I love poppies and, in fact, have some in my garden. Looking much akin to opium poppies (Papaver somniferum) with one small difference, they are legal. These beautiful flowers are steeped in culture, commerce, politics and intrigue. Curious about opium poppy laws, plants and flowers? Keep reading to find out some fascinating opium poppy information.
Facts About Opium Poppy Laws
The Poppy Control Act of 1942 was repealed in the 70’s, but it is still illegal to grow poppies from which narcotics can be made. I know they are gorgeous and it seems a shame. In fact, there are many varieties that are offered in gardening catalogs. That is because it isn’t illegal to sell or purchase seeds. They have a minimal amount of the opiate.
So it’s legal to get a poppy seed bagel, for instance. Do keep in mind that the ingestion of poppy seeds may affect a drug test if you need one for, ahem, whatever reason. You can test positive for heroin or opium if you had a lemon poppy seed muffin with your Starbucks coffee. Just FYI. The chemical thebaine is what is found in drugs, or you, when tested for drugs created from opium.
NATO has had to deal with a huge problem in Afghanistan as many local people rely on the opium poppy flowers for their livelihood. Stop the people from growing and harvesting the illegal plants and they have no way to feed their families. New programs and retraining have had to be implemented and are still ongoing.
Cultivation of opium poppy plants is illegal and a federal crime. Even having dried opium poppy seed pods or stalks on your property is a crime. Don’t worry; there are plenty of other poppies that are legal to grow:
- Corn poppy (Papaver rhoeas), aka common poppy
- Oriental poppy (Papaver orientale), which grow in my garden
- Iceland poppy (Papaver nudicale)
- California poppy (Eschscholzia californica), actually a poppy cousin
Steer clear of the Papaver somniferum or the double flowered P. paeoniflorum varieties unless you want to do time.
Additional Facts About Opium Poppies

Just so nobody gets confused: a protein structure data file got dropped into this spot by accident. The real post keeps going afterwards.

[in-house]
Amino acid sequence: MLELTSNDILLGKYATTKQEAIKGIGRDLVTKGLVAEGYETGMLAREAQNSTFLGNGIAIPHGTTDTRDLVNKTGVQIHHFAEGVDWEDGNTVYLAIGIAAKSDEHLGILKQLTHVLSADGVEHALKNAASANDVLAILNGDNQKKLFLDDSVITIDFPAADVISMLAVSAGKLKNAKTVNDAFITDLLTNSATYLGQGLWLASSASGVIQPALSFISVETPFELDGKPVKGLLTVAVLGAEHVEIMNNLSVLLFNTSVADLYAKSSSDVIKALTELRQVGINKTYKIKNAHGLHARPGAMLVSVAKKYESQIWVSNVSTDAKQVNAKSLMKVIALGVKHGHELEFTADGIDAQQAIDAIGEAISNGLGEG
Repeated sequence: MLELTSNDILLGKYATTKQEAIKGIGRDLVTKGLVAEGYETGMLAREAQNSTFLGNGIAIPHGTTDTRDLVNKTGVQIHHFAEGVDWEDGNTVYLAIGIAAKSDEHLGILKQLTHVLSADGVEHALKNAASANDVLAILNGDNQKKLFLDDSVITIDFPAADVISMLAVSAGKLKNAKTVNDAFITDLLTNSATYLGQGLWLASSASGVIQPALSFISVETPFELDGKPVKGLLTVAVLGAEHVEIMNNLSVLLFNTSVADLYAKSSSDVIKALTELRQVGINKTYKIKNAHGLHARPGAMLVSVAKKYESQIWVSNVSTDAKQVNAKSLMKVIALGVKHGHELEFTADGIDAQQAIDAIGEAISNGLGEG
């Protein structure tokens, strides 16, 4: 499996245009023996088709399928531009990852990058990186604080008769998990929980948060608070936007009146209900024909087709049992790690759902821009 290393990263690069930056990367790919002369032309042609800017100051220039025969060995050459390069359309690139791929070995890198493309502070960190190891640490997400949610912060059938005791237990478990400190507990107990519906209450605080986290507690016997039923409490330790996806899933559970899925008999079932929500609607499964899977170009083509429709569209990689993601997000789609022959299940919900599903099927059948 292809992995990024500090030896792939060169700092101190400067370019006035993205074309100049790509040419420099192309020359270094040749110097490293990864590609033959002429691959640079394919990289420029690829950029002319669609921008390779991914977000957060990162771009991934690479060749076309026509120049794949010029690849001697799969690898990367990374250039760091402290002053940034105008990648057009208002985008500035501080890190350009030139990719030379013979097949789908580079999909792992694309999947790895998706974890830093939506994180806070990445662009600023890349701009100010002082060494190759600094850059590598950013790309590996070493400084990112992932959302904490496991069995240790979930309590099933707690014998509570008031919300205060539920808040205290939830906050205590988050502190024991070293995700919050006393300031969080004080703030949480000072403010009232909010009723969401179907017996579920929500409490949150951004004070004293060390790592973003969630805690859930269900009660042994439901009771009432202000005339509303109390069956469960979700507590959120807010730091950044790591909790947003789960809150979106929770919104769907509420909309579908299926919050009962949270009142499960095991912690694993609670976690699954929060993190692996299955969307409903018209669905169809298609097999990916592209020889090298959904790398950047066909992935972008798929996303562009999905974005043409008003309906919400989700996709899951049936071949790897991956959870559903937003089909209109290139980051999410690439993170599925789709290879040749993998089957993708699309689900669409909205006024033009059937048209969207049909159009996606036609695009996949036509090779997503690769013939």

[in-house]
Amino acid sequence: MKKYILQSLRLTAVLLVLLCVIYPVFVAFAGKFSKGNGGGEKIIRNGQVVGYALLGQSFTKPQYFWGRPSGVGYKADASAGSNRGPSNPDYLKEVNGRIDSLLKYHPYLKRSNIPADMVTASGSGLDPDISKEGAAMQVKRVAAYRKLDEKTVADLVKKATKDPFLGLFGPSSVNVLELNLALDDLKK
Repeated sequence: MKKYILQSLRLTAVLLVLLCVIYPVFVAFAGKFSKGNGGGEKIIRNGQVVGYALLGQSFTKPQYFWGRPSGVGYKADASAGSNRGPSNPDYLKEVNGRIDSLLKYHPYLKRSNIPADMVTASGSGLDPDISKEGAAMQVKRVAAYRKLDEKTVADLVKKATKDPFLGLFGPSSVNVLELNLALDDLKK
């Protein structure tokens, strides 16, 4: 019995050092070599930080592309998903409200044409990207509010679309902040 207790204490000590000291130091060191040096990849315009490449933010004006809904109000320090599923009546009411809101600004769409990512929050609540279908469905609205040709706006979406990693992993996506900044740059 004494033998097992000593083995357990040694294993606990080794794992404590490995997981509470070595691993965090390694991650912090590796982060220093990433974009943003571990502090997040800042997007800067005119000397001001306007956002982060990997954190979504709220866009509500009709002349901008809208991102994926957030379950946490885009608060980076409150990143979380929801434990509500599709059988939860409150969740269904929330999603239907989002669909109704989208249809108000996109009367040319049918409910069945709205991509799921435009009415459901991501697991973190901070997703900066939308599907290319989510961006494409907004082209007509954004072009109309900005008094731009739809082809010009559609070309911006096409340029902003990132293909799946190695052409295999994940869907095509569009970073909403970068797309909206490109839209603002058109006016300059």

For centuries, P. somniferum has been known to produce alkaloids that can be used for pain treatment. These alkaloids, some 80 different ones, are harvested from the opium poppy by making a small slit along the pod of the plant and collecting the secreted latex. The latex is then dried and processed to be used for medicines.
According to opium poppy information I found on the internet, opium and all refined opiates are derived from P. somniferum: morphine (up to 20%), thebaine (5%), codeine (1%), papaverine (1%) and narcotine (5-8%).
Morphine, interestingly, is named after Morpheus, the god of sleep. Somniferum means “to sleep” in Latin. Have you ever seen the Wizard of Oz? Opium poppies were used by the Wicked Witch to put Dorothy and her companions to sleep before they reached the Emerald City. Remember the Wicked Witch of the West chanting, “Poppies. Poppies will put them to sleep. Sleeeep. Now they’ll sleeeep.” Creepy.
If you want to see if you look good in orange, poppies whether legal or illegal, are grown in much the same manner. These erect annuals bloom in late spring at a height of about 24-36 inches and come in a multitude of hues. Hardy to USDA zones 8-10, plant seeds in full sun and well-drained soil in the fall for spring blossoms.
DISCLAIMER: As to its legality here in the U.S. and whether or not the plant can be grown in gardens, there seems to be much debate. Apparently, individual states are free to set laws regarding this, which would explain why it may be illegal to grow in one area and legal in another. That said, it can only be grown for ornamental purposes or the seed and NOT for the opium so it is a matter of intent. We would strongly recommend that anyone considering adding this plant in their garden to first check with their local extension office or law ordinance to see if it’s legal to grow or not. Otherwise, it’s better to be safe than sorry and simply avoid planting it.